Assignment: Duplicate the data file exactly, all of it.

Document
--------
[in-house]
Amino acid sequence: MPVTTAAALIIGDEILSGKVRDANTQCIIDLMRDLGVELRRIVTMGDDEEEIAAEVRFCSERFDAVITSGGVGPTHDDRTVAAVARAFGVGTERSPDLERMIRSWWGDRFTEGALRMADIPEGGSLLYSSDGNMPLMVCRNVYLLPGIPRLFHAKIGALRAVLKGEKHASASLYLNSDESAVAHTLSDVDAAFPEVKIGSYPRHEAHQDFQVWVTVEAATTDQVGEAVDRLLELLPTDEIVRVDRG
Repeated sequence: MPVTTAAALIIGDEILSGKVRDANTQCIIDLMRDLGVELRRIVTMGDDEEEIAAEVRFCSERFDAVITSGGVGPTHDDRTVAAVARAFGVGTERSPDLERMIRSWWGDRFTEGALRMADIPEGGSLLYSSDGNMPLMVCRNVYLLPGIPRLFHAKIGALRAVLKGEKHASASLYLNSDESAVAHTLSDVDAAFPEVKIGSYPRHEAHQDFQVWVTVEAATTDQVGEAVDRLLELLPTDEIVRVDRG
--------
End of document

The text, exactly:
[in-house]
Amino acid sequence: MPVTTAAALIIGDEILSGKVRDANTQCIIDLMRDLGVELRRIVTMGDDEEEIAAEVRFCSERFDAVITSGGVGPTHDDRTVAAVARAFGVGTERSPDLERMIRSWWGDRFTEGALRMADIPEGGSLLYSSDGNMPLMVCRNVYLLPGIPRLFHAKIGALRAVLKGEKHASASLYLNSDESAVAHTLSDVDAAFPEVKIGSYPRHEAHQDFQVWVTVEAATTDQVGEAVDRLLELLPTDEIVRVDRG
Repeated sequence: MPVTTAAALIIGDEILSGKVRDANTQCIIDLMRDLGVELRRIVTMGDDEEEIAAEVRFCSERFDAVITSGGVGPTHDDRTVAAVARAFGVGTERSPDLERMIRSWWGDRFTEGALRMADIPEGGSLLYSSDGNMPLMVCRNVYLLPGIPRLFHAKIGALRAVLKGEKHASASLYLNSDESAVAHTLSDVDAAFPEVKIGSYPRHEAHQDFQVWVTVEAATTDQVGEAVDRLLELLPTDEIVRVDRG